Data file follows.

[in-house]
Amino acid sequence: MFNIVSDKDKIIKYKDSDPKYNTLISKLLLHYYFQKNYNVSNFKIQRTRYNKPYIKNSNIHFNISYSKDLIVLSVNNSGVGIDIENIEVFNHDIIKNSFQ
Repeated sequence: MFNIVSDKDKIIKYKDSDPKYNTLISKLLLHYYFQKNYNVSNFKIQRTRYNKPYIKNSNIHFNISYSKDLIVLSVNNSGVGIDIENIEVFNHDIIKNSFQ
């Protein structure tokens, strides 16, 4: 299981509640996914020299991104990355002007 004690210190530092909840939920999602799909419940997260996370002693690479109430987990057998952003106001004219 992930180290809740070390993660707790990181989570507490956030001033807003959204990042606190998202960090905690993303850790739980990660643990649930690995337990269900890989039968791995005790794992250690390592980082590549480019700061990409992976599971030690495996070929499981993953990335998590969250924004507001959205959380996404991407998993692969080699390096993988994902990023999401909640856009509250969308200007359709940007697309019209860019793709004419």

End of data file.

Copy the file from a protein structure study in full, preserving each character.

[in-house]
Amino acid sequence: MFNIVSDKDKIIKYKDSDPKYNTLISKLLLHYYFQKNYNVSNFKIQRTRYNKPYIKNSNIHFNISYSKDLIVLSVNNSGVGIDIENIEVFNHDIIKNSFQ
Repeated sequence: MFNIVSDKDKIIKYKDSDPKYNTLISKLLLHYYFQKNYNVSNFKIQRTRYNKPYIKNSNIHFNISYSKDLIVLSVNNSGVGIDIENIEVFNHDIIKNSFQ
């Protein structure tokens, strides 16, 4: 299981509640996914020299991104990355002007 004690210190530092909840939920999602799909419940997260996370002693690479109430987990057998952003106001004219 992930180290809740070390993660707790990181989570507490956030001033807003959204990042606190998202960090905690993303850790739980990660643990649930690995337990269900890989039968791995005790794992250690390592980082590549480019700061990409992976599971030690495996070929499981993953990335998590969250924004507001959205959380996404991407998993692969080699390096993988994902990023999401909640856009509250969308200007359709940007697309019209860019793709004419």